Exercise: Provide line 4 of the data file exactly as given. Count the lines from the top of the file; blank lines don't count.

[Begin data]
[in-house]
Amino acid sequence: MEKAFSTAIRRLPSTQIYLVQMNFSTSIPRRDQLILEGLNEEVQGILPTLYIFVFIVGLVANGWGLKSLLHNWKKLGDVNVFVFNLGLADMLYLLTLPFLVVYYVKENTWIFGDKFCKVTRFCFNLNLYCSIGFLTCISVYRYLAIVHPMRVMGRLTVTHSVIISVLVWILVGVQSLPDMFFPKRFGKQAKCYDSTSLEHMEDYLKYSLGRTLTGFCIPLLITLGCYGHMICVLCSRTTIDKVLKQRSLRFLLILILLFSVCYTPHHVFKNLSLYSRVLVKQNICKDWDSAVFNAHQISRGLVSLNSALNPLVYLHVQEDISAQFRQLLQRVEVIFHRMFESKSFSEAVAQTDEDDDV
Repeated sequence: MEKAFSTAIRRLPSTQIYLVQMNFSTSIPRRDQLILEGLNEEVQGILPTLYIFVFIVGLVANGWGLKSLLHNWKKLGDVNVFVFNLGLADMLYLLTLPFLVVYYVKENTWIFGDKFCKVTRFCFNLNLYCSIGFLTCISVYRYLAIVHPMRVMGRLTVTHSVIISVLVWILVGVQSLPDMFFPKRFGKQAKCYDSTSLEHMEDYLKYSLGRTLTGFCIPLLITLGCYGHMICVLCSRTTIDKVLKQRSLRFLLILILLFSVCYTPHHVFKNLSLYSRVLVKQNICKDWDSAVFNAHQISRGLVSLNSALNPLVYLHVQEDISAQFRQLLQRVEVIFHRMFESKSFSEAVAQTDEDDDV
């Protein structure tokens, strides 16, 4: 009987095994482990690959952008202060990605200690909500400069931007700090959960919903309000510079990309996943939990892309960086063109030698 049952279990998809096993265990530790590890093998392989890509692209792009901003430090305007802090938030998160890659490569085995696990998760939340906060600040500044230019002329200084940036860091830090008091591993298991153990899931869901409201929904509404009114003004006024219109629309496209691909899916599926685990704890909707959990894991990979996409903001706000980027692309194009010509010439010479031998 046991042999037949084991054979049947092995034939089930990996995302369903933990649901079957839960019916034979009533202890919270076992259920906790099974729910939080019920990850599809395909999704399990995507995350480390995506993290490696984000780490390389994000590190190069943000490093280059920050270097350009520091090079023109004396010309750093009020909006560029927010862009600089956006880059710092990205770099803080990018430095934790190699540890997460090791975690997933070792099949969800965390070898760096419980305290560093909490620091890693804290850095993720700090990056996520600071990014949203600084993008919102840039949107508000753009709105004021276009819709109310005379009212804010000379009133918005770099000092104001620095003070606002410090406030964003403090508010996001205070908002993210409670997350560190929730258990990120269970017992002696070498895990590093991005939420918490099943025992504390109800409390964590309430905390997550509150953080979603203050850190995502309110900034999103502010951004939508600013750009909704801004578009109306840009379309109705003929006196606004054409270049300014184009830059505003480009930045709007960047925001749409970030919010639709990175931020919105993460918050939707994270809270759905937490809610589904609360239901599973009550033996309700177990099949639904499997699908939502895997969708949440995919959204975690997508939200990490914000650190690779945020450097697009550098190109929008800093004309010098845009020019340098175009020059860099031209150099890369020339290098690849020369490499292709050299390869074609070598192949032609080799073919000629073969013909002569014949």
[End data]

């Protein structure tokens, strides 16, 4: 009987095994482990690959952008202060990605200690909500400069931007700090959960919903309000510079990309996943939990892309960086063109030698 049952279990998809096993265990530790590890093998392989890509692209792009901003430090305007802090938030998160890659490569085995696990998760939340906060600040500044230019002329200084940036860091830090008091591993298991153990899931869901409201929904509404009114003004006024219109629309496209691909899916599926685990704890909707959990894991990979996409903001706000980027692309194009010509010439010479031998 046991042999037949084991054979049947092995034939089930990996995302369903933990649901079957839960019916034979009533202890919270076992259920906790099974729910939080019920990850599809395909999704399990995507995350480390995506993290490696984000780490390389994000590190190069943000490093280059920050270097350009520091090079023109004396010309750093009020909006560029927010862009600089956006880059710092990205770099803080990018430095934790190699540890997460090791975690997933070792099949969800965390070898760096419980305290560093909490620091890693804290850095993720700090990056996520600071990014949203600084993008919102840039949107508000753009709105004021276009819709109310005379009212804010000379009133918005770099000092104001620095003070606002410090406030964003403090508010996001205070908002993210409670997350560190929730258990990120269970017992002696070498895990590093991005939420918490099943025992504390109800409390964590309430905390997550509150953080979603203050850190995502309110900034999103502010951004939508600013750009909704801004578009109306840009379309109705003929006196606004054409270049300014184009830059505003480009930045709007960047925001749409970030919010639709990175931020919105993460918050939707994270809270759905937490809610589904609360239901599973009550033996309700177990099949639904499997699908939502895997969708949440995919959204975690997508939200990490914000650190690779945020450097697009550098190109929008800093004309010098845009020019340098175009020059860099031209150099890369020339290098690849020369490499292709050299390869074609070598192949032609080799073919000629073969013909002569014949």